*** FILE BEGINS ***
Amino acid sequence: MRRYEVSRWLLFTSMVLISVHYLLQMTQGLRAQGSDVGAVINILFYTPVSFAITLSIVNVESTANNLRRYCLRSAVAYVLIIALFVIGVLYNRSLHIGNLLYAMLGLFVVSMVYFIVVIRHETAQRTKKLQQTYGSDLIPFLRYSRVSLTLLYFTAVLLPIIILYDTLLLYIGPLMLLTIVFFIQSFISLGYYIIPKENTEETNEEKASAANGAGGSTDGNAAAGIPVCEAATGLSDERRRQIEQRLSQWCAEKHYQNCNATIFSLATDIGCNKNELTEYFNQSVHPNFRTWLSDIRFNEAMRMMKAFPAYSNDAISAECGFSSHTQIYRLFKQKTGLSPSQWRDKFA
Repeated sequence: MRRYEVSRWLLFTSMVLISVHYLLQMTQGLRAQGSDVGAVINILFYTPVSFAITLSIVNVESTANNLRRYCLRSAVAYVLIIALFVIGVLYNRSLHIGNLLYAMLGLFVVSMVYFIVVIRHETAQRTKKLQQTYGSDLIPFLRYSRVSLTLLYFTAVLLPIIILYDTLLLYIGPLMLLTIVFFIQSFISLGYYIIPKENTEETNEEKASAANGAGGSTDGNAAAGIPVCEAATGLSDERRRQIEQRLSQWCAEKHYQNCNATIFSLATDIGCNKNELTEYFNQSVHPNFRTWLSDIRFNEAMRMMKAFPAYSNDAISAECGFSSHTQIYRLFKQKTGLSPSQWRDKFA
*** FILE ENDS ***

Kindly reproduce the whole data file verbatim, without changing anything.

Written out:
Amino acid sequence: MRRYEVSRWLLFTSMVLISVHYLLQMTQGLRAQGSDVGAVINILFYTPVSFAITLSIVNVESTANNLRRYCLRSAVAYVLIIALFVIGVLYNRSLHIGNLLYAMLGLFVVSMVYFIVVIRHETAQRTKKLQQTYGSDLIPFLRYSRVSLTLLYFTAVLLPIIILYDTLLLYIGPLMLLTIVFFIQSFISLGYYIIPKENTEETNEEKASAANGAGGSTDGNAAAGIPVCEAATGLSDERRRQIEQRLSQWCAEKHYQNCNATIFSLATDIGCNKNELTEYFNQSVHPNFRTWLSDIRFNEAMRMMKAFPAYSNDAISAECGFSSHTQIYRLFKQKTGLSPSQWRDKFA
Repeated sequence: MRRYEVSRWLLFTSMVLISVHYLLQMTQGLRAQGSDVGAVINILFYTPVSFAITLSIVNVESTANNLRRYCLRSAVAYVLIIALFVIGVLYNRSLHIGNLLYAMLGLFVVSMVYFIVVIRHETAQRTKKLQQTYGSDLIPFLRYSRVSLTLLYFTAVLLPIIILYDTLLLYIGPLMLLTIVFFIQSFISLGYYIIPKENTEETNEEKASAANGAGGSTDGNAAAGIPVCEAATGLSDERRRQIEQRLSQWCAEKHYQNCNATIFSLATDIGCNKNELTEYFNQSVHPNFRTWLSDIRFNEAMRMMKAFPAYSNDAISAECGFSSHTQIYRLFKQKTGLSPSQWRDKFA